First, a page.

'WE HAVE NO CLUE'

BFK deny link to boxer Karanja's disappearance in Italy in March

Musa confirmed the development, saying Karanja vanished from camp hours after he lost his preliminary bout to Kazakhstan's Kenneth Bibossinoyoon by a unanimous decision.

In Summary

"It never dawned on us that Karanja had disappeared from camp until later in the day when his teammates reported him missing," —Musa.

•"In 2018, another Kenyan boxer Brian Agina went missing upon the conclusion of the Commonwealth Games in Australia," Musa recalled

Kenya Police's David Karanja (L) battles Moses Irungu of G44 in a past event
Kenya Police's David Karanja (L) battles Moses Irungu of G44 in a past event
Image: HANDOUT

The Boxing Federation of Kenya have refuted claims they aided Hit Squad boxer David Karanja to flee the country. 

Karanja failed to return from Italy with the rest of his compatriots all of whom floundered in their efforts to punch tickets at the first World Olympic qualifiers. 

The boxer is yet to be traced, several days after the qualifiers concluded on March 11.

In an exclusive interview, Hit Squad head coach Benjamin Musa confirmed the development, saying Karanja vanished from camp hours after he lost his preliminary bout to Kazakhstan's Kenneth Bibossinoyoon by a unanimous decision. 

"It never dawned on us that Karanja had disappeared from camp until later in the day when his teammates reported him missing," Musa remarked.

 "He told us he was going out to the streets to buy some stuff and that's the last time we saw him," he added. 

Unbeknownst to them, Karanja had something up his sleeves as he tossed his knapsack over his shoulders and hastily vacated his hotel room.

 The Africa Zone Three gold medalist would later send a message that left the Hit Squad gaffers dumbfounded. "We were getting extremely restless when he sent us a phone message giving us a hint he had no plans to return to the camp."

The message read:" Hello Coach, I'm sorry to tell you that I've decided I will not be travelling with the rest of the team back to Kenya."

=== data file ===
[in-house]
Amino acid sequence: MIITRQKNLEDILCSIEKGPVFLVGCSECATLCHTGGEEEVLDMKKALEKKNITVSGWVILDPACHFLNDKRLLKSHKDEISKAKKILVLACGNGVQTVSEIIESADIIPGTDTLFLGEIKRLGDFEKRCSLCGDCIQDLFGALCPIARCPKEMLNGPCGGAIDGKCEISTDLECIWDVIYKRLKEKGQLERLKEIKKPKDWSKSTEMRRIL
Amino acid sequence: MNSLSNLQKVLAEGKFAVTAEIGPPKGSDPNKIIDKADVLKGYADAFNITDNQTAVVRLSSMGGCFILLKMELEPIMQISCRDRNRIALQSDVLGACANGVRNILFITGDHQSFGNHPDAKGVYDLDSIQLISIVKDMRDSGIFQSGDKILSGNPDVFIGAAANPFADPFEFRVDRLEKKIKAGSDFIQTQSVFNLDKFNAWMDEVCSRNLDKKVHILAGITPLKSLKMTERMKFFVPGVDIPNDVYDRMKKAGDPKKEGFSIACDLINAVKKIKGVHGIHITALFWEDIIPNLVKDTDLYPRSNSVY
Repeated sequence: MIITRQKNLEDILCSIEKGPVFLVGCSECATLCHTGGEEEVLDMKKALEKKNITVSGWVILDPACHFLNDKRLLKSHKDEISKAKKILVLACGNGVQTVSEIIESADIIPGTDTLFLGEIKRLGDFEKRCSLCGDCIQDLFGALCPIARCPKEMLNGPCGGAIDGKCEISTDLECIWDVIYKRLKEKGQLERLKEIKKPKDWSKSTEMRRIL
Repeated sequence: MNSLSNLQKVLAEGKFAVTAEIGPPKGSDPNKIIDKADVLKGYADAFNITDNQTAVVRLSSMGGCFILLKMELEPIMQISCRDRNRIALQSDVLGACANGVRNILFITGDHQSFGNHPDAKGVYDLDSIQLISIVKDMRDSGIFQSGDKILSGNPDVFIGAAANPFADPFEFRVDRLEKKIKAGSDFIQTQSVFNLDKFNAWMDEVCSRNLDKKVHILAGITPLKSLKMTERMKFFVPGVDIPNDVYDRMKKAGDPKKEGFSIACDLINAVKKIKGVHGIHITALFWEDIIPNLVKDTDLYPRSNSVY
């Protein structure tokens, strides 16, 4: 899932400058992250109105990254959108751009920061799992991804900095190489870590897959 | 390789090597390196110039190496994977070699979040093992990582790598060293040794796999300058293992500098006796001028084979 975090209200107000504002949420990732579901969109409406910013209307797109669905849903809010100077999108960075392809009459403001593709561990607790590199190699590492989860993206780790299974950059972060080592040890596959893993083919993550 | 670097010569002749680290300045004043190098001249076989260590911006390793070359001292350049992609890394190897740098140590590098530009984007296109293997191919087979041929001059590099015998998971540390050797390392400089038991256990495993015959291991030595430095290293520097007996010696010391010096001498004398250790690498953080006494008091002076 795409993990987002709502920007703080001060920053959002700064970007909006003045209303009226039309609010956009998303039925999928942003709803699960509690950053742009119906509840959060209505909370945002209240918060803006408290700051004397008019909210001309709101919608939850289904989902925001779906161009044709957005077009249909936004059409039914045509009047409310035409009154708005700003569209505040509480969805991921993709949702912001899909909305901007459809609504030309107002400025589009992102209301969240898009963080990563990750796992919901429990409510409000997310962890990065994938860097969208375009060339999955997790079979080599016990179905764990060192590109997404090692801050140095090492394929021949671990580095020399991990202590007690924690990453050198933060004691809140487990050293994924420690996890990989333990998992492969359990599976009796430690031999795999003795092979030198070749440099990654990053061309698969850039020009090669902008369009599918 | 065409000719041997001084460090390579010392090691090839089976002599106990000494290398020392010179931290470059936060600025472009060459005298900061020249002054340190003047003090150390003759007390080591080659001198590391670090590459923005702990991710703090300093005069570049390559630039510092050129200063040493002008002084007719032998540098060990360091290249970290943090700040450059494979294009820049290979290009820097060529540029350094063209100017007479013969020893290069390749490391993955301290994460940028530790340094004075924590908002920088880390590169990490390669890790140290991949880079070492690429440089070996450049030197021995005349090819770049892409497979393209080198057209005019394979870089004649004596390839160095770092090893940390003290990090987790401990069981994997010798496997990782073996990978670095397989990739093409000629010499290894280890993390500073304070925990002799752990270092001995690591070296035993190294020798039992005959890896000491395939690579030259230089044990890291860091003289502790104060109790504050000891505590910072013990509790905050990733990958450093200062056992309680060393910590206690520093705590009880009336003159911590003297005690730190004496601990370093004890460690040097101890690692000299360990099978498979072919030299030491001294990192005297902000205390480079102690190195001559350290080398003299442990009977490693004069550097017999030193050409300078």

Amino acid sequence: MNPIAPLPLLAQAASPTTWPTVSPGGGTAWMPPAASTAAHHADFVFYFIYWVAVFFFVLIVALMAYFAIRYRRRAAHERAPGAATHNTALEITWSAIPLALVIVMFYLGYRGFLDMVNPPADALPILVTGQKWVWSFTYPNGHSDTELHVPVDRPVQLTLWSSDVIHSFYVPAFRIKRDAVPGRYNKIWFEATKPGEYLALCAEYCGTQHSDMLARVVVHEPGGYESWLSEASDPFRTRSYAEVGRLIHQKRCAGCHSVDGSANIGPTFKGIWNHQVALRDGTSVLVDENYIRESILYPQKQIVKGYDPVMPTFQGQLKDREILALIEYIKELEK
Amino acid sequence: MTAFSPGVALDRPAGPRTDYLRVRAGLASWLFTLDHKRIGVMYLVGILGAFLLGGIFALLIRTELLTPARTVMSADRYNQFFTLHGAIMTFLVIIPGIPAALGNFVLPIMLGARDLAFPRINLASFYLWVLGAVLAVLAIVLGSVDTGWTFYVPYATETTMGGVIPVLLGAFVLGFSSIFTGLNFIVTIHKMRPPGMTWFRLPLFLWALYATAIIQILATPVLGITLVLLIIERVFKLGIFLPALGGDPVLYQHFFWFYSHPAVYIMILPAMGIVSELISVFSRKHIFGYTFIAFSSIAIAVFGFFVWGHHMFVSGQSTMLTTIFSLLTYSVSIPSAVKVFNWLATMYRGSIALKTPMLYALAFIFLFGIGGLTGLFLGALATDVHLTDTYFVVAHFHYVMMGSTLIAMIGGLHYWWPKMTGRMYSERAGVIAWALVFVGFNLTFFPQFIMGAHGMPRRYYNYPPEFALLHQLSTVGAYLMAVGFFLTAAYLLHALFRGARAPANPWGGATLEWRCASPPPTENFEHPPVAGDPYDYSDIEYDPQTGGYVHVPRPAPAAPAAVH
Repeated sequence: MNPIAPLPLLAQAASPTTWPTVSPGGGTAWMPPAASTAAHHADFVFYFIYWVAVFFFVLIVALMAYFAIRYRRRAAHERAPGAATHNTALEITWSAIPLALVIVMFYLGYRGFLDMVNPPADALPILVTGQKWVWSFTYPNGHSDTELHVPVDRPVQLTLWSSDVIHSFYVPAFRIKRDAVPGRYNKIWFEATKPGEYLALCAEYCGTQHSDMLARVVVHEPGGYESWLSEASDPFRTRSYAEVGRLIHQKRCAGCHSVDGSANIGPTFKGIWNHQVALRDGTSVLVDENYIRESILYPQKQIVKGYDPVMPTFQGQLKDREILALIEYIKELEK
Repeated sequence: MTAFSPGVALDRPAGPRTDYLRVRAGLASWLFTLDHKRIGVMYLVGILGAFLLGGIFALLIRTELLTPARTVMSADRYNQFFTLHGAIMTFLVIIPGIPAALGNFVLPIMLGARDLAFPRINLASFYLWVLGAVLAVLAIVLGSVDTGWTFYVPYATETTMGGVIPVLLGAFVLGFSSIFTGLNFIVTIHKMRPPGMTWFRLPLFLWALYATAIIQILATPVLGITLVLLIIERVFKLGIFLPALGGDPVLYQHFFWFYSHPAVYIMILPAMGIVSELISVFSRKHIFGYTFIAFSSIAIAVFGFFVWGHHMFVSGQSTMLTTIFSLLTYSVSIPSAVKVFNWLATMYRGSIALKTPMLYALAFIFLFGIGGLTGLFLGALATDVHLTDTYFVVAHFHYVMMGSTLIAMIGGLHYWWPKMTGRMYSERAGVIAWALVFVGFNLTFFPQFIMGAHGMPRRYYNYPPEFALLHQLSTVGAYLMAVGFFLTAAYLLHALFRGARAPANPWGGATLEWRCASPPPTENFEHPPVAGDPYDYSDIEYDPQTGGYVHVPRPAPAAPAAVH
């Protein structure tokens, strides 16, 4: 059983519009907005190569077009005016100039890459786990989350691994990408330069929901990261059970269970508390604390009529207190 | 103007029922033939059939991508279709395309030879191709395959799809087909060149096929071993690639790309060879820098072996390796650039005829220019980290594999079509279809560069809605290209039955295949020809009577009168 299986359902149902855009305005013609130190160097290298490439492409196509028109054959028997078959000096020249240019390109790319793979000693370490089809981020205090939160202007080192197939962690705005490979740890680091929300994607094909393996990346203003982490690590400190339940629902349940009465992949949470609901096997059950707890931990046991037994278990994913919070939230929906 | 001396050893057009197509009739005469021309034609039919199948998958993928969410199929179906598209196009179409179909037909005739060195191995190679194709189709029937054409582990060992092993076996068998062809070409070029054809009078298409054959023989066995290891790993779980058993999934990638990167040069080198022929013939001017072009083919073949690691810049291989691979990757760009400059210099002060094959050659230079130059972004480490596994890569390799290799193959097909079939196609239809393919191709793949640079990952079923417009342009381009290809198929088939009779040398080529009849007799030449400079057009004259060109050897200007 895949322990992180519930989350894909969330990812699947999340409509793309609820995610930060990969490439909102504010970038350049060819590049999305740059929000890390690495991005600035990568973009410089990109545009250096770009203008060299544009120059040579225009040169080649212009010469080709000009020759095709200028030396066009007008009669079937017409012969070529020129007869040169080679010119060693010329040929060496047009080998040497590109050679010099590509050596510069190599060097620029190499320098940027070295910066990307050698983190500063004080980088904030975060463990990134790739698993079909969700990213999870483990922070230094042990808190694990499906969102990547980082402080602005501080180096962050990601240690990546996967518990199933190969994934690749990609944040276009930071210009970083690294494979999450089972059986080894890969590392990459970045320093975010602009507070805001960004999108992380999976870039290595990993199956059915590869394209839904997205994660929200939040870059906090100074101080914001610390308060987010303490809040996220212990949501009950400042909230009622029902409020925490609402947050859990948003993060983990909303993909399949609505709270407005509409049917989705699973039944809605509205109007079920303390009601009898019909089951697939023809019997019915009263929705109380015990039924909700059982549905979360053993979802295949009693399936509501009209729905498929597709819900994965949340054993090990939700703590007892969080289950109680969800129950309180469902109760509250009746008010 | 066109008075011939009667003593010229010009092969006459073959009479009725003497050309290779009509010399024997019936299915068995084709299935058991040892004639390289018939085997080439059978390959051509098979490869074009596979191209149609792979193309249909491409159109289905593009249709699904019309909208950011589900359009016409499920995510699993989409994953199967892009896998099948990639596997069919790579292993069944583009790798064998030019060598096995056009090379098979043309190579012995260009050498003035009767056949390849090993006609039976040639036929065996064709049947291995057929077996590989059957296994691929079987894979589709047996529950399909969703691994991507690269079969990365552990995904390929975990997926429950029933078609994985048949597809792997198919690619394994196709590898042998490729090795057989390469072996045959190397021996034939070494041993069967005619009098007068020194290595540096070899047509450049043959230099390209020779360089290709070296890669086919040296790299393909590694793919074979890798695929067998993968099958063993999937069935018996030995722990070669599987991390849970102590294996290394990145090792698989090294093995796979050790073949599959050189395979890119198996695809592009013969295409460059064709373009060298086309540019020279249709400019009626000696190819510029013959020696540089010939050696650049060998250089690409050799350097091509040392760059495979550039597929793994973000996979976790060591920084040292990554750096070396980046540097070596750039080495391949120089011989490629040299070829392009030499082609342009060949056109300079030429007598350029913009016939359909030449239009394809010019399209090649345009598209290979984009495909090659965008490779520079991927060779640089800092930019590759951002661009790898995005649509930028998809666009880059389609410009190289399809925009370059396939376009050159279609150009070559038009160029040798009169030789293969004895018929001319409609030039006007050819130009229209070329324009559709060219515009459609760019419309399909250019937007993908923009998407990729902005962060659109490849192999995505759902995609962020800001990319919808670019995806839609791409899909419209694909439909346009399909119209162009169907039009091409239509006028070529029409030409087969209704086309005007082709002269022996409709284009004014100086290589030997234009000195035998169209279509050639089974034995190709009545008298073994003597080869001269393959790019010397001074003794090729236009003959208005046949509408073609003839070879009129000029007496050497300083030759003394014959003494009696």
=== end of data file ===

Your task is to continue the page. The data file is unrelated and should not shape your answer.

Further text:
Musa said efforts to get more information from the pugilists proved futile as he remained cagey with details of his whereabouts.

But Musa said he and other coaches were unfazed by the turn of events, given Karanja had merely followed a familiar pattern previously witnessed in other Kenyan boxers who also disappeared while on duty abroad. 

"In 2018, another Kenyan boxer Brian Agina went missing upon the conclusion of the Commonwealth Games in Australia," Musa recalled. 

"The boxer mysteriously disappeared from Kenya's games camp at the Athletes' Village in the city of Gold Coast as the team prepared to fly back."

Sources close to Karanja disclosed that he seemed unsettled by the setbacks in his shaky boxing career.

Karanja who plies trade for national champions Kenya Police, failed to secure a direct ticket to the quadrennial games during the September Africa Olympic qualifiers in Dakar, Senegal, and pegged his hopes on the two repechage tournaments in Italy and Thailand.

Born in Chinga, Nyeri County, Karanja drew vast inspiration from Seoul Olympics gold medalist, the late Robert Wangila.

He furiously punched his way to the top of the Kenyan boxing terrain while honing his skills under coaches Musa and Alfred 'Priest' Analo at the Undugu and Kariobangi boxing clubs respectively.